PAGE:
Fifteen days of absence only can be allowed, on report to the sarbardh, for special circumstances. But in case a rdgi or rabdbi goes to a rdjd or sarddrfor a period up to three months, he shall find his own substitutes, who shall remain until the return of the incumbent.3rd Question To whom should tlic account of the works and buildings of Sri Darbar Sahib be presented in future? Answer These duties had in the Maharaja Ranjit Singh`s reign been performed by Bhai Sant Singh and his descendants, and Bhai Parduman Singh, Ins grandson, now performs the duties honestly and faithfully. It is believed that lie will continue to be busy with the construction work with still greater zeal in future.

4th Question Can the temple affairs be peaceably conducted without the support of government or not? If they can be, how? If not, what are the causes? Answer In our opinion this is not possible without the officially appointed sarbarah, because without the sarbardh disputes will supervene among the pujans and rababis, etc.In the first place, in llic absence of the present supervisor there may be irregularities in the offerings. At the time of disbursement in the absence of a chief manager, distribution of dues will be impossible. In addition to this, the peaceful management of the temple and good repute of the government are closely allied.The sarbardh does not and will not in future have the slightest connection either now or hereafter with any religious question raised.

It seems proper that there should be some responsible authority to supervise certain works to keep an eye on bad characters, to keep the general peace and avoid disputes or wrangles and to ensure disbursement of dues in his own presence.It will however be requisite that an upright honourable and unprejudiced Sikh or Hindu should perform this duty. At present Sardar Jodh Singh, Extra Assistant Commissioner, possesses these qualities and runs the affairs very efficiently. After him the government may appoint a similarly qualified person.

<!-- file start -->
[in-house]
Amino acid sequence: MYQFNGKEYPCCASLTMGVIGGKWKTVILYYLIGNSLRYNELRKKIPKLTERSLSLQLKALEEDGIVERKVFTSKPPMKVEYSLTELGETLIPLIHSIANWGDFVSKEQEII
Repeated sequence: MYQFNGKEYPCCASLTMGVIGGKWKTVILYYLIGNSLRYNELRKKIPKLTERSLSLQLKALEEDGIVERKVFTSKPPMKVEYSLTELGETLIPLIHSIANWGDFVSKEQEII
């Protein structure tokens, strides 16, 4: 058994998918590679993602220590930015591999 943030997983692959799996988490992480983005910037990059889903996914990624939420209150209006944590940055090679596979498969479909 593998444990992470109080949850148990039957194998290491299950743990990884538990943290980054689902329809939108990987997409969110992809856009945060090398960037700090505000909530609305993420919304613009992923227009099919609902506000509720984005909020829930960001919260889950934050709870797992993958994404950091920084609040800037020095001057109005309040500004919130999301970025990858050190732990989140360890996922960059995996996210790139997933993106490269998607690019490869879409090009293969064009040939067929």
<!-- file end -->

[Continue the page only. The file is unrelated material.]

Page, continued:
In addition to the above decision, a general warning (in the spirit of Circular No.42, dated 8 April 1859, from Judicial Commissioner) is held out to all the pujdns, rdgis, rabdbis, etc., connected witli the Darbar Sahib, that persons connected with it should maintain the decorum enjoined by tradition, that none of them should enter the Darbar Sahib drunk and that they should refrain from tampering with the offerings on which condition alone will they be entitled to their payments.

In case of proved profligate conduct according to the terms of the circular quoted, the offender will not be entitled to his share. A Darogah on a salary of Rs 6 a month shall continue to be appointed as of old to guard the offerings at the shrine; he shall be changed every six months. Signed Frederic Cooper Deputy Commissioner, 12 September 1859, and other chiefs., citizens and priests of Akal Bunga, Shahid Bunga and Jhandd Bunga. After the Shiromani Gurdwara Parbandhak Committee assumed control in 1920 of the holy shrines at Amritsar, including the Harimandar, the Ak

References:

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2. Thakar Singh, Sri Gurdudre Darshan. Amritsar, 1923
3. Tara Singh, Sri Gur Tirath Sangrahi. Amritsar, n.d.
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5. Datta, V.N., Amritsar Past and Present. Amritsar, 1967
6. Madanjit Kaur, The Golden Temple : Past and Present. Amritsar, 1983
7. Palwant Singh, The Golden Temple. Delhi, 1988
8. Archer, W.G., Paintings of the Sikhs. London, 1966
9. Arshi, P.S., The Sikh Architecture. Delhi, 1986